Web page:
Since I do coaching, this topic is of immense interest to me and how I serve my clients. But it should be of interest to every executive and manager who seeks to achieve goals, improve performance, build relationships, and excel at leadership.
Don’t get the idea that I’m going to tell you that coaching is the silver bullet you need to solve all your problems as well as the problems of your executive team and managerial staff. Unfortunately, the Lone Ranger was the only one with silver bullets. Sorry, Kemosabe. However, because coaching is a relatively new tool in the scheme of things, research on its effectiveness has been at best sketchy and some of it downright bad. Of course, every study has its flaws and recommendations for the next study team to do things differently, better, bigger, or in more detail. The information for this blog post is drawn from three studies, listed at the end of this article along with apologies to AMA rules and guidelines.
Every person you hire will either improve your organization or detract from it in some manner. Hiring the “heroes” that contribute in a positive manner to the organization is a valuable strategic goal. People involved in the hiring process need to be your internal “hiring heroes” who maintain a constant vigilance in seeking out the “heroes” to hire. The good news here is that you can have both.
Many who conduct hiring interviews think they must ask the “magic bullet” questions or play gotcha’, or believe they are the ones who should make the hiring decision. None of this is necessary or even encouraged. Following some proven, effective guidelines consistently will produce candidates who are “Hero Hires.”
Ahhh, the corporate retreat, a chance to get away from the office, do a few activates, and get to know our team members better. In many cases, an outside consultant or facilitator comes in and helps executives spark new ideas and conduct strategic planning. At the end of the retreat the executive team is all aflutter with those new ideas and secure in that finally plans have been made to fix some processes, that creative ideas for growth have been discovered, and the morale of every single person in the organization will be lifted to new heights. Now picture a camera moving through the empty, black, cold, silence of outer space. This, unfortunately, is the state of strategic planning just a few months after the retreat. Why is there such a dark chasm of disconnect between the strategic retreat and implementation?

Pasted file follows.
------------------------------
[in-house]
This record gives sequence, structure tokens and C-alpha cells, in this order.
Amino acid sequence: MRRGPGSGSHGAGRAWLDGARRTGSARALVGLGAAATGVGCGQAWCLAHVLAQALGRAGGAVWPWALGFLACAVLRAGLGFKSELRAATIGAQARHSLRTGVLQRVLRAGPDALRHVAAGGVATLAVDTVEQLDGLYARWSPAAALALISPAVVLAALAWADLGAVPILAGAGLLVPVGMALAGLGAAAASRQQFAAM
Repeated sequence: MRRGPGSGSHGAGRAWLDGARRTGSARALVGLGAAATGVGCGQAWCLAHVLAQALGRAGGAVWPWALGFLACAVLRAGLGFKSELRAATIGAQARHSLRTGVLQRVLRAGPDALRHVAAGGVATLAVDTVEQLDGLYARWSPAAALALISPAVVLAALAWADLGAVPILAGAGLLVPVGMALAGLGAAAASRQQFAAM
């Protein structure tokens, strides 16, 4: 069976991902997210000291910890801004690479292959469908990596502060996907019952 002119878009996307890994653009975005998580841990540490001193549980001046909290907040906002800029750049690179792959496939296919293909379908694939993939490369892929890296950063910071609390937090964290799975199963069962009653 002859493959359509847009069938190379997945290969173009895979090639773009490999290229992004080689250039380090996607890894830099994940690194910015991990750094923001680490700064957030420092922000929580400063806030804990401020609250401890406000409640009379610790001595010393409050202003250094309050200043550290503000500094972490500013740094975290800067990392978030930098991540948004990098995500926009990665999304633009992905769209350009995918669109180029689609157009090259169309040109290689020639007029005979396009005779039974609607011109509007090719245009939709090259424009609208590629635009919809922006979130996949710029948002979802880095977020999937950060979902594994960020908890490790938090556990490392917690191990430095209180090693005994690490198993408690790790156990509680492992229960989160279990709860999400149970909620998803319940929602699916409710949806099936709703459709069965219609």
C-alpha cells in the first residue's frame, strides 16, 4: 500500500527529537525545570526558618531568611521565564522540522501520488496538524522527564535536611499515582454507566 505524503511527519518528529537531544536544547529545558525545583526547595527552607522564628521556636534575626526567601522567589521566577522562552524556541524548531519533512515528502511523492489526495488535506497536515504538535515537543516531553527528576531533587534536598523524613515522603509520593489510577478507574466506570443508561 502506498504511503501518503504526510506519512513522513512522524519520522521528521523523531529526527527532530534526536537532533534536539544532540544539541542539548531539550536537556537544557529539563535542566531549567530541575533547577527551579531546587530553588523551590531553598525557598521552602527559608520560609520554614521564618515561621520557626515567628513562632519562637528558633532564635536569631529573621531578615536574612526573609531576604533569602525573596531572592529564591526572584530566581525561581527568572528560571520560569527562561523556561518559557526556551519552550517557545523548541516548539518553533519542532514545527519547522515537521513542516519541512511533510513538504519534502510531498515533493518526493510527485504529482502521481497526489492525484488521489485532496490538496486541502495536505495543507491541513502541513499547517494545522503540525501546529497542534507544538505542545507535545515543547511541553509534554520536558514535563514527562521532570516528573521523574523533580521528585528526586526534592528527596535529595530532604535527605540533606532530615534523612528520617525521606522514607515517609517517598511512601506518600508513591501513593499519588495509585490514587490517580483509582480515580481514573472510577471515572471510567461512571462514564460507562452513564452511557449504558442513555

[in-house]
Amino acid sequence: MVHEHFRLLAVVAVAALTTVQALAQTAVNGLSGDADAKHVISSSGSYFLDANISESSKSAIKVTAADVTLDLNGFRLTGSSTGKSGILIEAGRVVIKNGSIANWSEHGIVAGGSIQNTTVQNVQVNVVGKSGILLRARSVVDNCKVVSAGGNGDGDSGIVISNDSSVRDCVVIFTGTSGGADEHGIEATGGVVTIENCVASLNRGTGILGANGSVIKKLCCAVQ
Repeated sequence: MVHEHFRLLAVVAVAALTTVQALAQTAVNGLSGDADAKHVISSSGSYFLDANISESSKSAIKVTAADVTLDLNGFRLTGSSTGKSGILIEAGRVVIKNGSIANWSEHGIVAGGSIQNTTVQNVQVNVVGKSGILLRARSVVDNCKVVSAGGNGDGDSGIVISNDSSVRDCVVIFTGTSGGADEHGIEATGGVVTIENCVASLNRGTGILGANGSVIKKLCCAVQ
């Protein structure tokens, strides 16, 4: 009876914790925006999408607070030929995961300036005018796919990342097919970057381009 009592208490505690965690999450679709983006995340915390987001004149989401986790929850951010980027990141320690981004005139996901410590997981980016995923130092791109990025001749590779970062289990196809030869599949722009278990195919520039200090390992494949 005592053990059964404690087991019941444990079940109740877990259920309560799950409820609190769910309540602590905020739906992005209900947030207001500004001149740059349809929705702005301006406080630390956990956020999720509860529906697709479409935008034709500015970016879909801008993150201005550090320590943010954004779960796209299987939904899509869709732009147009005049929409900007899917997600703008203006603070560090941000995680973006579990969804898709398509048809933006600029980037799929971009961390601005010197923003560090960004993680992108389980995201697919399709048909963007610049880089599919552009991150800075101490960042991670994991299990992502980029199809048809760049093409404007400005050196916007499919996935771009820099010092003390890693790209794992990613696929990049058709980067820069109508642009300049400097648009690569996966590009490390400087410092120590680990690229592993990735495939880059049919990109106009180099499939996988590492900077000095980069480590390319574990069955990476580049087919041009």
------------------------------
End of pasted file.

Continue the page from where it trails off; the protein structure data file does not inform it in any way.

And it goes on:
There are plenty of models to follow for strategic planning and making change happen. There is enough information out there on strategic planning and its implementation that would probably circle the globe numerous times. However, there are some strategies that need to take place even before placing the reservations for your retreat.
A quote attributed to Ralph Nadar, consumer advocate, lawyer, and author, states: “I start with the premise, that the function of leadership is to produce more leaders, not more followers.” The leadership in small to mid-sized organizations often fail to see a need for leadership development. Considering two facts should make it obvious that leadership development is essential to the survival of such organizations. A White Paper by Center for Creative Leadership echoes this idea.
Fact One: An organization is either growing or dying
Fact Two: Leadership will be needed to guide growth, sustain growth, and take growth into the future.
Let’s take a deeper look at fact one. Organizations must grow in some capacity, either more customers or more revenue. The leadership that brings the company to one level, may not necessarily have the skills to either sustain that level or take the company to the next level.